Objects dating back 5,000 years have been found at a site being developed by the Army in Wiltshire. The MOD has uncovered an Anglo-Saxon cemetery of about 150 graves - as well as spears, knives and jewellery. One of the burials has been radiocarbon dated to between AD 660 and 780 which falls in the mid-Anglo-Saxon period in Britain.
The land at Bulford in Wiltshire is earmarked for 227 new Army family homes. It's being developed to accommodate 4000 additional Army personnel and their families who will be based in and around Salisbury Plain by 2019. It will also include offices, garages, workshops and Mess facilities.
Si Cleggett of Wessex Archaeology said: "The size, location and date of this cemetery makes it of considerable research importance. It contained the graves of women, men and children and was clearly the burial ground for a local community, perhaps that of Bulford's earliest families."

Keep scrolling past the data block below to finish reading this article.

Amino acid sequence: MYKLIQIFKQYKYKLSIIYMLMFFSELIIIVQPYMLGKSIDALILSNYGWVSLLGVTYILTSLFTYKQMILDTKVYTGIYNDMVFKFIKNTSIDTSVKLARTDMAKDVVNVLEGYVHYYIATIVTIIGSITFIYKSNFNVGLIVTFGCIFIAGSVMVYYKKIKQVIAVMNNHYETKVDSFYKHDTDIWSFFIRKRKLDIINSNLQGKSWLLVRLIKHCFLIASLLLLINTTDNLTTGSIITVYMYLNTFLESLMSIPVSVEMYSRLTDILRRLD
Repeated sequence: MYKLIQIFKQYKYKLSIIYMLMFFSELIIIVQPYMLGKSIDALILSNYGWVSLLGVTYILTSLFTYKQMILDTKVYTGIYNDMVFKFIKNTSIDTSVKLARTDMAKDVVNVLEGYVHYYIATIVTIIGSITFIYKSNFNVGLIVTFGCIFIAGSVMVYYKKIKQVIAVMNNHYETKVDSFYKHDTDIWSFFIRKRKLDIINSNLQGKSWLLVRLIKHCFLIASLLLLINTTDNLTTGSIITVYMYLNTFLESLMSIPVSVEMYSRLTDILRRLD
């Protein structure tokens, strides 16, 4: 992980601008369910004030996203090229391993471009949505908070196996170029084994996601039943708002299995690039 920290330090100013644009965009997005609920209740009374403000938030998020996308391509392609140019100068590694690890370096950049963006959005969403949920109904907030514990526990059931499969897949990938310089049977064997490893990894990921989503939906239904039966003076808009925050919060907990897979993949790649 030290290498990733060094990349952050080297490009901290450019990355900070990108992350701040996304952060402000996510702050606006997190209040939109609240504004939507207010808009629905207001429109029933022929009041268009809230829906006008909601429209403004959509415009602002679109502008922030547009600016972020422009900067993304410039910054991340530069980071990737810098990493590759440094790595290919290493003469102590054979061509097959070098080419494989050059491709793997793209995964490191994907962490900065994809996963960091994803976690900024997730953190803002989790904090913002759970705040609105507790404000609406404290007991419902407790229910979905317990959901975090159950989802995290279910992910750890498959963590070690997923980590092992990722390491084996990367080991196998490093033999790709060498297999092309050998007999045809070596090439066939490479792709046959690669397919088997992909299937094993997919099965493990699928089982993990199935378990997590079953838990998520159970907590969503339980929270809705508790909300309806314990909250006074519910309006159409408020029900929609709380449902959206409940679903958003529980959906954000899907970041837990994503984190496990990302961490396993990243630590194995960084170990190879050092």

During WW1 the site was used for training and there is evidence that a field farrier may have re-shoed horses at the site before they were sent off to war. The site was also home to WW2 firing ranges where an answer to the devastating effects of German tanks was tested.
Martin Brown, Principal Archaeologist at WYG added: "This site has clearly been a special place for thousands of years, and it has been an enormous privilege to manage the archaeological work, not only working on such exciting archaeology but also using evidence to help make the new homes special for their new occupants."
Work on the homes is expected to get underway from early 2017.